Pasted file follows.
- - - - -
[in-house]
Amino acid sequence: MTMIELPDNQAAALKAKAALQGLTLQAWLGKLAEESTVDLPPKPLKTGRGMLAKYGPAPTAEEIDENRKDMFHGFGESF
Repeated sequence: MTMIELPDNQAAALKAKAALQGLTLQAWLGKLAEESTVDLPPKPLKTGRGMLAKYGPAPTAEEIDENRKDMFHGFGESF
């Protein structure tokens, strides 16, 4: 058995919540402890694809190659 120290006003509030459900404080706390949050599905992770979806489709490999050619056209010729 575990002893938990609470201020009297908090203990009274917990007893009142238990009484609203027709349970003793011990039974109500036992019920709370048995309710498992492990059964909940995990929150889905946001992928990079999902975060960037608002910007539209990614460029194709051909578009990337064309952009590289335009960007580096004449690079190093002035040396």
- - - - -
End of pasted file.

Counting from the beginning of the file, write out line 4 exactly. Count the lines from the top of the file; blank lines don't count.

């Protein structure tokens, strides 16, 4: 058995919540402890694809190659 120290006003509030459900404080706390949050599905992770979806489709490999050619056209010729 575990002893938990609470201020009297908090203990009274917990007893009142238990009484609203027709349970003793011990039974109500036992019920709370048995309710498992492990059964909940995990929150889905946001992928990079999902975060960037608002910007539209990614460029194709051909578009990337064309952009590289335009960007580096004449690079190093002035040396």